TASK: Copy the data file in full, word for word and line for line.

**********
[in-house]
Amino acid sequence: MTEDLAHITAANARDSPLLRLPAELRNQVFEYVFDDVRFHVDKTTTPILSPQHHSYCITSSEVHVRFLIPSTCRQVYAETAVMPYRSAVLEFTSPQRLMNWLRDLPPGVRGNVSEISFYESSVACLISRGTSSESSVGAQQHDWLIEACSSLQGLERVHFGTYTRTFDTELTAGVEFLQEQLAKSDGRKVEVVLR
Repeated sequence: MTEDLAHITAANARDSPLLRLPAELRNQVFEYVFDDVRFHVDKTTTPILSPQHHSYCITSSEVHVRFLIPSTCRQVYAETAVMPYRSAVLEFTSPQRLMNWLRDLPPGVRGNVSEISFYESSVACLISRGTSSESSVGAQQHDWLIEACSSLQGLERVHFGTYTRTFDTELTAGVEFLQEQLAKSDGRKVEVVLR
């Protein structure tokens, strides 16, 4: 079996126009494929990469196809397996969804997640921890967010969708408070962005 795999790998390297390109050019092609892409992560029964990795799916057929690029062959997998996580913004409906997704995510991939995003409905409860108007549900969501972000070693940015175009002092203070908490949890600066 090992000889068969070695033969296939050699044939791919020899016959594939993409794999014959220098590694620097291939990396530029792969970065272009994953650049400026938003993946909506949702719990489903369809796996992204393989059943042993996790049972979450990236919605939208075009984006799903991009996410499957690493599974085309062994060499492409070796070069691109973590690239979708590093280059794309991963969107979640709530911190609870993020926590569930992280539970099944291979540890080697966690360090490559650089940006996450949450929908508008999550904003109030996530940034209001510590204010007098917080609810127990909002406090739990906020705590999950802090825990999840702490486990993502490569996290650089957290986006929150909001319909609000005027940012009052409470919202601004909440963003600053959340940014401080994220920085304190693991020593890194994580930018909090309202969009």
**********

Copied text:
[in-house]
Amino acid sequence: MTEDLAHITAANARDSPLLRLPAELRNQVFEYVFDDVRFHVDKTTTPILSPQHHSYCITSSEVHVRFLIPSTCRQVYAETAVMPYRSAVLEFTSPQRLMNWLRDLPPGVRGNVSEISFYESSVACLISRGTSSESSVGAQQHDWLIEACSSLQGLERVHFGTYTRTFDTELTAGVEFLQEQLAKSDGRKVEVVLR
Repeated sequence: MTEDLAHITAANARDSPLLRLPAELRNQVFEYVFDDVRFHVDKTTTPILSPQHHSYCITSSEVHVRFLIPSTCRQVYAETAVMPYRSAVLEFTSPQRLMNWLRDLPPGVRGNVSEISFYESSVACLISRGTSSESSVGAQQHDWLIEACSSLQGLERVHFGTYTRTFDTELTAGVEFLQEQLAKSDGRKVEVVLR
């Protein structure tokens, strides 16, 4: 079996126009494929990469196809397996969804997640921890967010969708408070962005 795999790998390297390109050019092609892409992560029964990795799916057929690029062959997998996580913004409906997704995510991939995003409905409860108007549900969501972000070693940015175009002092203070908490949890600066 090992000889068969070695033969296939050699044939791919020899016959594939993409794999014959220098590694620097291939990396530029792969970065272009994953650049400026938003993946909506949702719990489903369809796996992204393989059943042993996790049972979450990236919605939208075009984006799903991009996410499957690493599974085309062994060499492409070796070069691109973590690239979708590093280059794309991963969107979640709530911190609870993020926590569930992280539970099944291979540890080697966690360090490559650089940006996450949450929908508008999550904003109030996530940034209001510590204010007098917080609810127990909002406090739990906020705590999950802090825990999840702490486990993502490569996290650089957290986006929150909001319909609000005027940012009052409470919202601004909440963003600053959340940014401080994220920085304190693991020593890194994580930018909090309202969009």